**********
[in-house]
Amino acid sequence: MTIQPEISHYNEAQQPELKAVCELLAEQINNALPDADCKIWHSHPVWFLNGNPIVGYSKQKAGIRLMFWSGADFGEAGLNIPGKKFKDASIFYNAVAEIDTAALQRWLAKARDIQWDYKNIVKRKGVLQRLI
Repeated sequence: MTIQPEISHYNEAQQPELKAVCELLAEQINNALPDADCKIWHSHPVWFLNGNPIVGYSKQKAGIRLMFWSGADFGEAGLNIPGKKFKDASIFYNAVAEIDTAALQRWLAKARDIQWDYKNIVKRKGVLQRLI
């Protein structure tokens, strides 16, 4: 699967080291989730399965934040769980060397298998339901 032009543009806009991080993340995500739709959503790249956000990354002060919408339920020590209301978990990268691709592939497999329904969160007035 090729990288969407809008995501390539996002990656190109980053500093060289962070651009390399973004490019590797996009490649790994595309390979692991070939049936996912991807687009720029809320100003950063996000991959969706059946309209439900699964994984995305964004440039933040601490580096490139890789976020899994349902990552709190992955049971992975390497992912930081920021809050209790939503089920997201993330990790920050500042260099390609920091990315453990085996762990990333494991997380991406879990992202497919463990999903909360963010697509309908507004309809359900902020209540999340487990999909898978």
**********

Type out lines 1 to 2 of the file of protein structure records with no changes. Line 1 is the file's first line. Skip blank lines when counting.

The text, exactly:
[in-house]
Amino acid sequence: MTIQPEISHYNEAQQPELKAVCELLAEQINNALPDADCKIWHSHPVWFLNGNPIVGYSKQKAGIRLMFWSGADFGEAGLNIPGKKFKDASIFYNAVAEIDTAALQRWLAKARDIQWDYKNIVKRKGVLQRLI